Barely Legally

Confessions of a Moot Court Bailiff

Happiness is a Warm Gun

The Supreme Court, by way of Justice Scalia, says the Second Amendment protects an individual’s right to own a gun to some extent. What extent? That’s a damn good question. And there’s only one way to find out: more lawsuits! There’s apparently been one already filed in Chicago to see if the ban extends beyond Washington D.C.

The ABA Journal has a very well-written article on the topic. The case turns, as ever, on the very specific language of the Second Amendment:

“A well-regulated militia, being necessary to the security of a free state, the right of the people to keep and bear arms, shall not be infringed.”

According to Scalia, it’s properly translated (from Ye Olde 18th Centurie Englishe) to:

“Because a well-regulated militia is necessary to the security of a free state, the right of the people to keep and bear arms shall not be infringed.”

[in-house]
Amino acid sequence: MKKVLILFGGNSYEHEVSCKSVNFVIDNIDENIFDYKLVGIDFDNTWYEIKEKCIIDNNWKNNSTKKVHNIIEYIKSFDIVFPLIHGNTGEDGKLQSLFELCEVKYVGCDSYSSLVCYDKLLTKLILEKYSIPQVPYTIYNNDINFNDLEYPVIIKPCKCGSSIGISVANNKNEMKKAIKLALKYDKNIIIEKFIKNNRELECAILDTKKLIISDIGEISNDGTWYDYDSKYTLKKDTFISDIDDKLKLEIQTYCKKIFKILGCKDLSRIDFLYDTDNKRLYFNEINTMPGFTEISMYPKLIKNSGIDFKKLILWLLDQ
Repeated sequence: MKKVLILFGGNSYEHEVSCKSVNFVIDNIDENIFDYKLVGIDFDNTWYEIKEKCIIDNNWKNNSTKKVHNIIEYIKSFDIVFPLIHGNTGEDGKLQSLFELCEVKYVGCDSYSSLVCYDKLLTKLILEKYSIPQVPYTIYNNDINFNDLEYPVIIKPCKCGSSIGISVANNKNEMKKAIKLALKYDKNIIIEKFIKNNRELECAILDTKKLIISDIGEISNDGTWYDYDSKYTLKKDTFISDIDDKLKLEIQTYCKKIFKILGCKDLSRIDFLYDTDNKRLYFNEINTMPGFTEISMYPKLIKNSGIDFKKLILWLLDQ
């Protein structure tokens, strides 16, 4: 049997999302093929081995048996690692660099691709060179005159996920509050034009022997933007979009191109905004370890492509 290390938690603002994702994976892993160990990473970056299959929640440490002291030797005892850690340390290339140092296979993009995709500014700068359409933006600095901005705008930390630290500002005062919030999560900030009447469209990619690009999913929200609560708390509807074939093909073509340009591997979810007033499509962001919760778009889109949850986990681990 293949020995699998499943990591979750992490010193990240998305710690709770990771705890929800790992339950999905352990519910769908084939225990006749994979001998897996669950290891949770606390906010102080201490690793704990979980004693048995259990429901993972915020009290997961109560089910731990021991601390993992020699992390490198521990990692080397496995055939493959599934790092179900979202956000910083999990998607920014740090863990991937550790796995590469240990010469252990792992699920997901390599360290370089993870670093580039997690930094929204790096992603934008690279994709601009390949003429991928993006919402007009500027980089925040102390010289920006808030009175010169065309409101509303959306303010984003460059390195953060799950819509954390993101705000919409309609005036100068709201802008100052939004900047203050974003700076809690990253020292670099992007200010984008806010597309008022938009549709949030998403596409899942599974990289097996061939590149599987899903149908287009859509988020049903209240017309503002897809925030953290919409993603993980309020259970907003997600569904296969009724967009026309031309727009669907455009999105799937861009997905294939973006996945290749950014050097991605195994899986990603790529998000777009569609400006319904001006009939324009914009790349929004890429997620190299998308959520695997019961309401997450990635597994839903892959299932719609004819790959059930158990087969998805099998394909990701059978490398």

On the face of it, I would assume that because a well-regulated militia is not, in fact, necessary to the security of a free state any more, neither is the right to keep and bear arms so inviolable these days. But I haven’t taken constitutional law yet: maybe it’s well-established precedent that the part about a militia isn’t all that important.

The court makes it sound like this right extends only as far as law abiding citizens possessing handguns within their home, for the purpose of defending that home. The court also hinted that a ban on “dangerous or unusual” firearms may still be constitutional. Although in reality, I have to assume that if your handgun isn’t dangerous, that’s a little unusual; you should get your money back.

On a somber note, it’s a pity that Charleton isn’t around to see this. He’s shooting angels in heaven right now.